In my critical commentary that accompanies the illustrations in chapter twenty-six, I have also included some references to the pastoral desire that the minister turn toward the people to exercise one’s ministry or that the priest face ad orientem, “toward the East”. I also comment on the development of the centre-thrust stage that forms a piazza type sanctuary which contains the altar, ambo and chair. Some reference is also given to the development of the Communio räume, “Communion space”.

One small volume written on the pastoral level has already been published in this series; it is: Come into the Light: Church interiors for the celebration of liturgy.[8] Now the present volume provides the historical and theoretical research which underlies my presentations given during two Liturgy Weeks Architecture for Liturgy.[9] Those presentations are being prepared for publication in two volumes that present my own synthesis of architecture with arts for liturgy, which I call the ritual model.

Just as the liturgical renewal was organic, a similar vision is needed for the renewal of architecture with arts for the celebration of liturgy. The ritual model, then, is organic in that it intends to present a systemic, unitary, comprehensive vision, as of an organism in all its parts and structures. The ritual model is being developed in collaboration with the Liturgy Institute London and the Pontifical Liturgy Institute, Rome, in order to promote ongoing discussion, teaching and publishing in the interdisciplinary field of liturgical art and architecture for the celebration of liturgy.

The ritual model is based first on the three primacies developed by Prof. Crispino Valenziano: personal illumination in the light of the baptistery celebrated at the font, ongoing maturation at the word proclaimed from the ambo in the assembly hall, interpersonal communion in the meal shared at the table-ciborium on its dais. Second the ritual model is based on the results of this research and on the many principles that arose from the study of history and during the discussions preparing for, during and in implementing the Second Vatican Council. Third the ritual model is based on the three interpretative keys developed from the work of Prof. Renato De Zan and further developed by Dom James Leachman and me for a course I teach in liturgical hermeneutics. The four interpretative keys suggest that liturgy is celebrated here and now, personally and actively. These same four keys may be expressed in more technical language as several sets of pairs: memorial (anamnesis, commemorare) and imitation (mimesis, imitare), presentation (prosforesis, offerre) and invocation (epiclesis, invocare), the fulfilling (eschatology) and moral behavour (conversatio morum), sharing divine life (theosis, sanctificari).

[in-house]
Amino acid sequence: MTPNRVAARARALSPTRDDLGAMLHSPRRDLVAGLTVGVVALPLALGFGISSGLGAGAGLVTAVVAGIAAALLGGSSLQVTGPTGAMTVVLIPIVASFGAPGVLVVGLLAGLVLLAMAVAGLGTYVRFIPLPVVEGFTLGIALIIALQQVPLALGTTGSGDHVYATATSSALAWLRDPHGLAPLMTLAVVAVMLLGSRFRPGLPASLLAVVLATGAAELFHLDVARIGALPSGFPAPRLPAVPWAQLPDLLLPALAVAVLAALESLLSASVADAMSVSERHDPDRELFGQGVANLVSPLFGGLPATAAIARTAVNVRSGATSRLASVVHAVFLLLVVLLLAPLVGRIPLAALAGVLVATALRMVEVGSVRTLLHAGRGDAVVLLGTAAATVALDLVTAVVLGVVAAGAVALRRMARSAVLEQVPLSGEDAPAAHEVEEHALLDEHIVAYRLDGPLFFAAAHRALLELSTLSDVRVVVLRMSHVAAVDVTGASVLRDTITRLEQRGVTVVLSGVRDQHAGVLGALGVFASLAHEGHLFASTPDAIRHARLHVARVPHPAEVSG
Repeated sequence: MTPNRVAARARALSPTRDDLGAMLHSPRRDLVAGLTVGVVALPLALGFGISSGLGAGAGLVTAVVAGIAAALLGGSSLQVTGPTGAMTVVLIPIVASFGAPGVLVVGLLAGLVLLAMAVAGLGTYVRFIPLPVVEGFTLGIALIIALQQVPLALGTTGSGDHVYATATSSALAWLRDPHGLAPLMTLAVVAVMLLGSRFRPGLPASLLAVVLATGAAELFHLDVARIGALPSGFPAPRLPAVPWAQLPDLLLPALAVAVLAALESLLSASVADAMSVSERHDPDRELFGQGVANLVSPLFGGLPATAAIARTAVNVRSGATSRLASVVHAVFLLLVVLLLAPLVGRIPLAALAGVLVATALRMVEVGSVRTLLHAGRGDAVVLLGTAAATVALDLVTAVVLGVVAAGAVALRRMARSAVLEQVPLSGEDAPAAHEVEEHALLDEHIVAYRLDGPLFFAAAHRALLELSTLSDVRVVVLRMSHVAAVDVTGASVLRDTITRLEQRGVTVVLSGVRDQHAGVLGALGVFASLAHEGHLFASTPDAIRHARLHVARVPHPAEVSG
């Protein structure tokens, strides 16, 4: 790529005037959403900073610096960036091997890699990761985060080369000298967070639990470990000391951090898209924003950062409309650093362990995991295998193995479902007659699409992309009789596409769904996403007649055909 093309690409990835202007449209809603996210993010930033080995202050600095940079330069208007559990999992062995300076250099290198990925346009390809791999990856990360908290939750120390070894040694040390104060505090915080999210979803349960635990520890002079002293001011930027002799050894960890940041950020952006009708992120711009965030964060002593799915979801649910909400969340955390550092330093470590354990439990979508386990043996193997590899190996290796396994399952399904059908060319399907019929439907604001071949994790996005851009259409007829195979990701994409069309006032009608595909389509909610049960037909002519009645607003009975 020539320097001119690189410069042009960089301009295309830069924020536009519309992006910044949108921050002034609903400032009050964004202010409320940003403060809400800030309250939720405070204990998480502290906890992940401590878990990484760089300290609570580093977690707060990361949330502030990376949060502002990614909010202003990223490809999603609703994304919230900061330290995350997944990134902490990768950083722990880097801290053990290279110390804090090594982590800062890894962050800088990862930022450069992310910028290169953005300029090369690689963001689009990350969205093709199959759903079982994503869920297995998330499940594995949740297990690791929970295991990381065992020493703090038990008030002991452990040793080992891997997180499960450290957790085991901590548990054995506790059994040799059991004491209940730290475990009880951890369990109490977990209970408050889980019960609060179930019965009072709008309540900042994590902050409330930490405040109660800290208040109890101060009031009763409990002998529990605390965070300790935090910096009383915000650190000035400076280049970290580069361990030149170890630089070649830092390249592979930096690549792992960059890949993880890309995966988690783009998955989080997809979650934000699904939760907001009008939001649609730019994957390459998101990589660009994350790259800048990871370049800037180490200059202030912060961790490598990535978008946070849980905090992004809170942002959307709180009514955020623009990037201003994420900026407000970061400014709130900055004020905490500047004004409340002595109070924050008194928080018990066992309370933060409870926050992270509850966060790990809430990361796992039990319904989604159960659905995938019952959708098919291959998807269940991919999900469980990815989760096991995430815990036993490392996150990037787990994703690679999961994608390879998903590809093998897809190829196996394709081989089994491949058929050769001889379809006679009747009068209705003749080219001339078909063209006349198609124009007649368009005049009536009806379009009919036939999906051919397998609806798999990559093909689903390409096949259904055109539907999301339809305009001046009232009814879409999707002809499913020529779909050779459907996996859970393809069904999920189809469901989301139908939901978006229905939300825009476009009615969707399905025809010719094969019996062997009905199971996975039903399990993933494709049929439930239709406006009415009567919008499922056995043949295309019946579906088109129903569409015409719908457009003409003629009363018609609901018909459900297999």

The research presented here on the two-part place of celebration is based on the two-part structure of the Ordo missae, has convienced me that the architecture and arts of a church must be based on the bodily actions that narrate the mysteries celebrated in liturgy. Not only does this bodily narration determine the functional aspects of church design, but even more importantly the inner dimensions inherent in the ritual narrative are expressed outwardly through an artistic program well integrated into the architectural design and arrangement of churches.

Bass relief of the woman at the well from the baptistry, Corpus Christi Parish, Lawrence, KansasaWhile much attention has been given to the design of functional and even transcendent buildings, insufficient attention has been given to the prolonged ritual narration whose every element expresses in synthesis the whole mystery celebrated by rites, symbols and texts proper to each element, all of which is determinative of the design and arrangement of church buildings and their artistic programs.

These publications, teaching and conversations are intended to support church officials who govern the building and renovating of churches and developing their artistic programmes, as well as professional artists and architects wishing to design buildings and works of art that support a fuller ritual narrative and better express outwardly elements inherent in the ritual celebration, and also parishes wishing to renew their liturgical celebrations by supporting a more fully developed ritual narrative through a more fully developed architectural and artistic environment.

[1] IGMR nº 310, in MR 3em2008, 70.

[2] GIRM nº 310, in General Instruction of the Roman Missal, ed. Catholic Bishops’ Conference of England and Wales, Catholic Truth Society, London 2010 (GIRM).

[3] C. Vogel, Medieval Liturgy: An Introduction to the Sources, tr. and rev. W. Storey, N. Rasmussen, (NPM Studies in church Music and Liturgy), Pastoral Press, Washington, D.C. 1986, 155-160 (tr. and rev. of Introduction aux sources de l’histoire du culte chrétien au moyen âge, Centro italiano di studi sull’alto medioevo, Spoleto 1981).

[4] Liber sacramentorum romanae aeclesiae ordinis anni circuli (Cod. Vat. Reg. lat. 316/Paris Bibl. Nat. 7193, 41/56) (Sacramentarium Gelasianum), ed. L.C. Mohlberg – L. Eizenhöfer – P. Siffrin, (Rerum ecclesiasticarum documenta, Series maior, Fontes 4), Herder, Roma 1960.

[5] Vogel, Medieval Liturgy, 69.

[6] Ordo II, in Les Ordines Romani du haut moyen âge, ed. M. Andrieu (Spicilegium sacrum lovaniense. Études et documents 23) Spicilegium sacrum lovaniense, Leuven 1971, 2, 109-116.

[7] Vogel, Medieval Liturgy, 160.

[8] D.P. McCarthy – J.L. Leachman, Come into the Light: Church interiors for the celebration of liturgy (Documenta rerum ecclesiasticarum instaurata, Liturgiam provehens architectura : Architecture Promoting Liturgy 1), Canterbury Press – The Tablet, Norwich 2016.

[9] See: www.architectureforliturgy.org